If you get divorced, then the alimony payments that one spouse makes to the other are generally treated as deductible by the paying spouse and must be included in the receiving spouse's income. Keep in mind, though, that payments for child support are not the same as alimony and aren't includible as taxable income.
The tiny amount that most jurors get for doing their civic duty may seem insignificant, but Uncle Sam still wants his share. Jury duty is taxable unless you have a deal with your employer that requires you to turn it over in exchange for earning your regular pay.
Stories about lottery winners often bemoan the fact that after taxes, winners end up with far less than the official jackpot amount. But what many people don't realize is that all gambling winnings are taxable, and in most cases, you can't simply offset corresponding gambling losses. Instead, those losses have to be taken as itemized deductions and are subject to limitations. Casinos are required to report winnings of $1,200 or more on slot machines, while lottery winnings of $600 or more are often reported as well. You'll typically have to fill out a form with the casino to claim your winnings, and failing to report those winnings on your return will trigger a red flag with the IRS.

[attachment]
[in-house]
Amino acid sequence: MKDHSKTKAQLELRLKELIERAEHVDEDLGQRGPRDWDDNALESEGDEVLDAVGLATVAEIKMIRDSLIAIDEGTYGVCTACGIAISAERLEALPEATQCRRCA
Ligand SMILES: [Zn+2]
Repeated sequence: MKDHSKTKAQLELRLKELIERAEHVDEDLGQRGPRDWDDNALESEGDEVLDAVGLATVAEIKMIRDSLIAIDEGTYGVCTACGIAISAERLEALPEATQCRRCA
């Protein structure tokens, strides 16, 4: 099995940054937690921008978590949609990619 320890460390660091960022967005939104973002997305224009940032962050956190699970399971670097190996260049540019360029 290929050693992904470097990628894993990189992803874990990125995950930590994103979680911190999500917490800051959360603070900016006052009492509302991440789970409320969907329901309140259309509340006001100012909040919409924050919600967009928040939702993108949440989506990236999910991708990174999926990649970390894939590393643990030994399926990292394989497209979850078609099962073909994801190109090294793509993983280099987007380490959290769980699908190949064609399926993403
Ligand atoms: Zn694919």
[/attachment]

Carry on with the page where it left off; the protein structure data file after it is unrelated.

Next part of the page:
Students who are fortunate enough to get money from scholarships often don't realize the tax implications involved. Scholarships that go toward tuition, as well as required fees, books, supplies, and equipment, qualify for tax-free status if the student is in a degree program. But amounts for room and board and travel, as well as compensation for teaching or research, are subject to tax.
Many businesses offer rebates to customers for doing business with them, and often, those rebates aren't taxable. If the rebate effectively reduces the price of something you buy, then it's usually not taxable. But if you get cash or other gifts upfront just for opening an account, the IRS has a much better argument that it's taxable. Many companies offering those rebates report them on a 1099-MISC form, forcing you to include them on your return to avoid an IRS audit flag.
Tax season will soon be behind us for another year. But the complexity in figuring out what's taxable and what's not will be with us for a long time to come.